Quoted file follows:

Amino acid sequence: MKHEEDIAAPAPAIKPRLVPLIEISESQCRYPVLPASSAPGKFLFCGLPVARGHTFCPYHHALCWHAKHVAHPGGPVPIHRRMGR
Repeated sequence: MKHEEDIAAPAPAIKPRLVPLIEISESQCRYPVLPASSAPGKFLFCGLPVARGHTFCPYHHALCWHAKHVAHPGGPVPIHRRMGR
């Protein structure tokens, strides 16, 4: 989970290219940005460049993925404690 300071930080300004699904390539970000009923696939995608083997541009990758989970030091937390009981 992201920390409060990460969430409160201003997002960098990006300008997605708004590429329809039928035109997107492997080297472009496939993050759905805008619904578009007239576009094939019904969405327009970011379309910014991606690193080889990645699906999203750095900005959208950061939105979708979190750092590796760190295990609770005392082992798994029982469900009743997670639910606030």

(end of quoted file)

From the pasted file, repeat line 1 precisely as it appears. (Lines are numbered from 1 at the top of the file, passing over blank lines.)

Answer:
Amino acid sequence: MKHEEDIAAPAPAIKPRLVPLIEISESQCRYPVLPASSAPGKFLFCGLPVARGHTFCPYHHALCWHAKHVAHPGGPVPIHRRMGR